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|Birthplace||Clapham, London, United Kingdom|
|Known for||Theosophist, women's rights activist, writer and orator|
Besant, Annie(bĕz`ant), 1847–1933, English social reformer and theosophist, b. Annie Wood. She steadily grew away from Christianity and in 1873 separated from her husband, a Protestant clergyman. In 1879 the courts deprived her of her children because of her atheism and alleged unconventionality. As a member of the National Secular Society she preached free thought and, as a member of the Fabian society, socialism. With Charles BradlaughBradlaugh, Charles
, 1833–91, British social reformer, a secularist. Editor of the free-thinking weekly National Reformer from 1860 and later associated with Annie Besant, he was an early advocate of woman's suffrage, birth control, free speech, national education,
..... Click the link for more information. she edited the National Reformer and with him reprinted an old pamphlet on birth control, The Fruits of Philosophy, for which they were tried (1877) on a charge of immorality and acquitted. In 1889 she embraced theosophytheosophy
[Gr.,=divine wisdom], philosophical system having affinities with mysticism and claiming insight into the nature of God and the world through direct knowledge, philosophical speculation, or some physical process.
..... Click the link for more information. , becoming a disciple of Mme Blavatsky and, later, her biographer. She pursued her mission to India, where she soon became involved in nationalist politics. She founded the Central Hindu College at Benares (Varanasi) in 1898 and in 1916 established the Indian Home Rule League and became its president. She was president of the Indian National Congress in 1917, but later split with Gandhi. She traveled (1926–27) in England and the United States with her protégé Jiddu KrishnamurtiKrishnamurti, Jiddu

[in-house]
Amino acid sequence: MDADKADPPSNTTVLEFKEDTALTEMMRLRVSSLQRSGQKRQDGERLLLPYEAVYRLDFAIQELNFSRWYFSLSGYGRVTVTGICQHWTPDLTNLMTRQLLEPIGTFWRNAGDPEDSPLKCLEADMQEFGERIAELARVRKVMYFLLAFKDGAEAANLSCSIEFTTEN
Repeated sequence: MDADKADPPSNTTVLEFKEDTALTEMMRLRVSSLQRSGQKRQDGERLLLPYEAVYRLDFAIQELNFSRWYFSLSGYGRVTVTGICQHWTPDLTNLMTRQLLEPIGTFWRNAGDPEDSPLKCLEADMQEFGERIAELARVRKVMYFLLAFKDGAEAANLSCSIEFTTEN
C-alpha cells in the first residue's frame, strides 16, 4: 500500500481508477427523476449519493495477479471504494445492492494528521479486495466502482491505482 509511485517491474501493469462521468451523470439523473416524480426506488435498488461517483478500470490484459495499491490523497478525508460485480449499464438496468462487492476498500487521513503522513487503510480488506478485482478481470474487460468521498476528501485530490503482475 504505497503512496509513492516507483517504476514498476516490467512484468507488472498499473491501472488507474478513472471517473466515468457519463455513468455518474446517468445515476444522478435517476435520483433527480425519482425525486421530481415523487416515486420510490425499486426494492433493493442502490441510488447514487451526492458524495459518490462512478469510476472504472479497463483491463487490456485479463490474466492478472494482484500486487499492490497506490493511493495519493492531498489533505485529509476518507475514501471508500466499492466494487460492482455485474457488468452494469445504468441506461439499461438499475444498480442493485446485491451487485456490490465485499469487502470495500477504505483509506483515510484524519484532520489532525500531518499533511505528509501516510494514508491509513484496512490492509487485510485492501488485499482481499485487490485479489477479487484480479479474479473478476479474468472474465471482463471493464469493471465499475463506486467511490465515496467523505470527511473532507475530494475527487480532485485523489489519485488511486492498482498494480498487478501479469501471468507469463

, 1895–1986, Indian religious figure whose message centered on the need for maximum self-awareness. In 1909, Annie Besant met him and proclaimed him an incarnation of Maitreya, the messianic Buddha.
..... Click the link for more information. , whom she announced as the new Messiah. President of the Theosophical Society from 1907, she wrote an enormous number of books and pamphlets on theosophy. Her works include her autobiography (1893), Four Great Religions (1897), The Ancient Wisdom (1897), and a translation of the Bhagavad Gita (1905).
See biographies by A. H. Nethercot (1960, 1963), R. Dinnage (1987), and C. Wessinger (1988).
Born Oct. 1, 1847, in London; died Sept. 20, 1933, in Madras. Public figure in India.
Until 1893, Besant was engaged in political and publicistic activity in England. In 1893 she moved to India, where she was head of a theosophical society. During World War I she came forward as one of the initiators and leaders of the Home Rule movement—that is, the movement to attain Indian self-government within the framework of the British Empire by constitutional methods. In this movement Besant collaborated closely with the party of the Indian National Congress. To a considerable degree, the unification of the extremists and the moderates in the Indian National Congress in 1916 was due to Besant’s efforts. In the 1920’s, Besant left the Indian nationalist movement.
L. I. IUREVICH